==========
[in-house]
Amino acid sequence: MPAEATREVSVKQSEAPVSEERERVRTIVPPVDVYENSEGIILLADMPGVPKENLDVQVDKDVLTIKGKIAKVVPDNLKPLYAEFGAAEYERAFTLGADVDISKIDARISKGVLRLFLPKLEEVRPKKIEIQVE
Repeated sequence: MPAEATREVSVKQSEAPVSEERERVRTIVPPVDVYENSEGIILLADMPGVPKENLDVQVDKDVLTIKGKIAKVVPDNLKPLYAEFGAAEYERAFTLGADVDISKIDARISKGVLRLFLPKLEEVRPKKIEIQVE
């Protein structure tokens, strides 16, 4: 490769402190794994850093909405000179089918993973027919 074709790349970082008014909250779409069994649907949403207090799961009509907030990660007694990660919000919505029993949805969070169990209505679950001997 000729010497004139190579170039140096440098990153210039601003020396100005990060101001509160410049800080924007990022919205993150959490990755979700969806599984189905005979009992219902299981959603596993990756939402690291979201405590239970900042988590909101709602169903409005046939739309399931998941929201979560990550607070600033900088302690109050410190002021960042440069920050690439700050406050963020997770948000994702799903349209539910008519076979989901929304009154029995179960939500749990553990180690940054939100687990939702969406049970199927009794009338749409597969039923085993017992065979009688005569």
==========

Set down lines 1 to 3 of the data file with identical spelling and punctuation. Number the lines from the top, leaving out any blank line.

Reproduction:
[in-house]
Amino acid sequence: MPAEATREVSVKQSEAPVSEERERVRTIVPPVDVYENSEGIILLADMPGVPKENLDVQVDKDVLTIKGKIAKVVPDNLKPLYAEFGAAEYERAFTLGADVDISKIDARISKGVLRLFLPKLEEVRPKKIEIQVE
Repeated sequence: MPAEATREVSVKQSEAPVSEERERVRTIVPPVDVYENSEGIILLADMPGVPKENLDVQVDKDVLTIKGKIAKVVPDNLKPLYAEFGAAEYERAFTLGADVDISKIDARISKGVLRLFLPKLEEVRPKKIEIQVE